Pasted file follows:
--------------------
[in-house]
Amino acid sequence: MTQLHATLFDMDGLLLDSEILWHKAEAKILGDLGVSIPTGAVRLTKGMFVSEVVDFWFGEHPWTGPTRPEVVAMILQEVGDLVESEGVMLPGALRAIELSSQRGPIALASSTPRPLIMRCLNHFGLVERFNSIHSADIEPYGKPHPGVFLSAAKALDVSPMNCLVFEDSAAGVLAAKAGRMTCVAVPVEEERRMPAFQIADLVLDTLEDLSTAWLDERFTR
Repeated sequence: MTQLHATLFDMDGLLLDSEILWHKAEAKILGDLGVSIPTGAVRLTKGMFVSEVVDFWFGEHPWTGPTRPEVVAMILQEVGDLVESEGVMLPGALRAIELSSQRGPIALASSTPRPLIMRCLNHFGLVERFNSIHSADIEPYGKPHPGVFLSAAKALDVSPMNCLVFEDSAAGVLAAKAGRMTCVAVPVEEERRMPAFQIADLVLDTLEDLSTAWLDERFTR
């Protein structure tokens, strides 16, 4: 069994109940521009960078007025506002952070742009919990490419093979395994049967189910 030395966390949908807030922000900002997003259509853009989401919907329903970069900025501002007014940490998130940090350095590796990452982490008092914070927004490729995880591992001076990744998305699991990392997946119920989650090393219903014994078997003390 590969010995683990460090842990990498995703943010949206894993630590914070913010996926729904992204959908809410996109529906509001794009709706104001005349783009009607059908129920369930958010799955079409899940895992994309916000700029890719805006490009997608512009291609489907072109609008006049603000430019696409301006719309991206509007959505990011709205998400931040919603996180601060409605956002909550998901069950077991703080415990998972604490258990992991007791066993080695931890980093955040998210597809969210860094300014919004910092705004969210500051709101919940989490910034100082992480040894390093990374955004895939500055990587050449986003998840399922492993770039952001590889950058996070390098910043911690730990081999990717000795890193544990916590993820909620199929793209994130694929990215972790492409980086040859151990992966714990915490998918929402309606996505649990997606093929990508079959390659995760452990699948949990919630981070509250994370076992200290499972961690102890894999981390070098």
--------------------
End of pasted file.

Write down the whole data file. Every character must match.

[in-house]
Amino acid sequence: MTQLHATLFDMDGLLLDSEILWHKAEAKILGDLGVSIPTGAVRLTKGMFVSEVVDFWFGEHPWTGPTRPEVVAMILQEVGDLVESEGVMLPGALRAIELSSQRGPIALASSTPRPLIMRCLNHFGLVERFNSIHSADIEPYGKPHPGVFLSAAKALDVSPMNCLVFEDSAAGVLAAKAGRMTCVAVPVEEERRMPAFQIADLVLDTLEDLSTAWLDERFTR
Repeated sequence: MTQLHATLFDMDGLLLDSEILWHKAEAKILGDLGVSIPTGAVRLTKGMFVSEVVDFWFGEHPWTGPTRPEVVAMILQEVGDLVESEGVMLPGALRAIELSSQRGPIALASSTPRPLIMRCLNHFGLVERFNSIHSADIEPYGKPHPGVFLSAAKALDVSPMNCLVFEDSAAGVLAAKAGRMTCVAVPVEEERRMPAFQIADLVLDTLEDLSTAWLDERFTR
């Protein structure tokens, strides 16, 4: 069994109940521009960078007025506002952070742009919990490419093979395994049967189910 030395966390949908807030922000900002997003259509853009989401919907329903970069900025501002007014940490998130940090350095590796990452982490008092914070927004490729995880591992001076990744998305699991990392997946119920989650090393219903014994078997003390 590969010995683990460090842990990498995703943010949206894993630590914070913010996926729904992204959908809410996109529906509001794009709706104001005349783009009607059908129920369930958010799955079409899940895992994309916000700029890719805006490009997608512009291609489907072109609008006049603000430019696409301006719309991206509007959505990011709205998400931040919603996180601060409605956002909550998901069950077991703080415990998972604490258990992991007791066993080695931890980093955040998210597809969210860094300014919004910092705004969210500051709101919940989490910034100082992480040894390093990374955004895939500055990587050449986003998840399922492993770039952001590889950058996070390098910043911690730990081999990717000795890193544990916590993820909620199929793209994130694929990215972790492409980086040859151990992966714990915490998918929402309606996505649990997606093929990508079959390659995760452990699948949990919630981070509250994370076992200290499972961690102890894999981390070098």